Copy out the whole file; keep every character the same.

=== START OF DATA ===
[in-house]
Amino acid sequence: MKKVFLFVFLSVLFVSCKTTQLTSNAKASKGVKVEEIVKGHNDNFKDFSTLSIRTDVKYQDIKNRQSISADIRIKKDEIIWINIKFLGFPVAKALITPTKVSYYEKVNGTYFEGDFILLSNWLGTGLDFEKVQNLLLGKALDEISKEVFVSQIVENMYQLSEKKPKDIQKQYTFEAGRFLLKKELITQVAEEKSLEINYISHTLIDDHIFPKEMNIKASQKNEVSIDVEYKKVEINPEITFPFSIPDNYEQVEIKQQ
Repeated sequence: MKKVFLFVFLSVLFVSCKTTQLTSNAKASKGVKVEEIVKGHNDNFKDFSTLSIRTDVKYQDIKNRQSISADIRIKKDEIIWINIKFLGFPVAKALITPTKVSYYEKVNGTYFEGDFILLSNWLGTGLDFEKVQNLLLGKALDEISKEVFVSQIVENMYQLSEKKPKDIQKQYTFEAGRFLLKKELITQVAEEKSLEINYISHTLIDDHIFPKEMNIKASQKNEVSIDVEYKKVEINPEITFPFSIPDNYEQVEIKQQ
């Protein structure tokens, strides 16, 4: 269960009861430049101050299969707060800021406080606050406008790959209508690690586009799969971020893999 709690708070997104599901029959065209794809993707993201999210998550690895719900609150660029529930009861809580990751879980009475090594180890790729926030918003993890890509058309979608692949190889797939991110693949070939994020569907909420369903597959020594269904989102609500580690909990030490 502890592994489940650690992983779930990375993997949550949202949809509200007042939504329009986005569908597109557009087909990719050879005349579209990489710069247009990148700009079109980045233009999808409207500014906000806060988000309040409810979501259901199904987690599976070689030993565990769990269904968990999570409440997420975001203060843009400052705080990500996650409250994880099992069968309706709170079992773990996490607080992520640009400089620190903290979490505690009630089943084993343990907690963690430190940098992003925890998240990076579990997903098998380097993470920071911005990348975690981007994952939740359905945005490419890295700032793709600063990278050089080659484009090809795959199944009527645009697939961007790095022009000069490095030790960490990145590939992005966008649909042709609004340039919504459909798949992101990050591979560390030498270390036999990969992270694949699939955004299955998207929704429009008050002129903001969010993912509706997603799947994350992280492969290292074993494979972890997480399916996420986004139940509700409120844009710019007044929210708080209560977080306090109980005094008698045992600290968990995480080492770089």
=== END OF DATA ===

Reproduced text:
[in-house]
Amino acid sequence: MKKVFLFVFLSVLFVSCKTTQLTSNAKASKGVKVEEIVKGHNDNFKDFSTLSIRTDVKYQDIKNRQSISADIRIKKDEIIWINIKFLGFPVAKALITPTKVSYYEKVNGTYFEGDFILLSNWLGTGLDFEKVQNLLLGKALDEISKEVFVSQIVENMYQLSEKKPKDIQKQYTFEAGRFLLKKELITQVAEEKSLEINYISHTLIDDHIFPKEMNIKASQKNEVSIDVEYKKVEINPEITFPFSIPDNYEQVEIKQQ
Repeated sequence: MKKVFLFVFLSVLFVSCKTTQLTSNAKASKGVKVEEIVKGHNDNFKDFSTLSIRTDVKYQDIKNRQSISADIRIKKDEIIWINIKFLGFPVAKALITPTKVSYYEKVNGTYFEGDFILLSNWLGTGLDFEKVQNLLLGKALDEISKEVFVSQIVENMYQLSEKKPKDIQKQYTFEAGRFLLKKELITQVAEEKSLEINYISHTLIDDHIFPKEMNIKASQKNEVSIDVEYKKVEINPEITFPFSIPDNYEQVEIKQQ
């Protein structure tokens, strides 16, 4: 269960009861430049101050299969707060800021406080606050406008790959209508690690586009799969971020893999 709690708070997104599901029959065209794809993707993201999210998550690895719900609150660029529930009861809580990751879980009475090594180890790729926030918003993890890509058309979608692949190889797939991110693949070939994020569907909420369903597959020594269904989102609500580690909990030490 502890592994489940650690992983779930990375993997949550949202949809509200007042939504329009986005569908597109557009087909990719050879005349579209990489710069247009990148700009079109980045233009999808409207500014906000806060988000309040409810979501259901199904987690599976070689030993565990769990269904968990999570409440997420975001203060843009400052705080990500996650409250994880099992069968309706709170079992773990996490607080992520640009400089620190903290979490505690009630089943084993343990907690963690430190940098992003925890998240990076579990997903098998380097993470920071911005990348975690981007994952939740359905945005490419890295700032793709600063990278050089080659484009090809795959199944009527645009697939961007790095022009000069490095030790960490990145590939992005966008649909042709609004340039919504459909798949992101990050591979560390030498270390036999990969992270694949699939955004299955998207929704429009008050002129903001969010993912509706997603799947994350992280492969290292074993494979972890997480399916996420986004139940509700409120844009710019007044929210708080209560977080306090109980005094008698045992600290968990995480080492770089």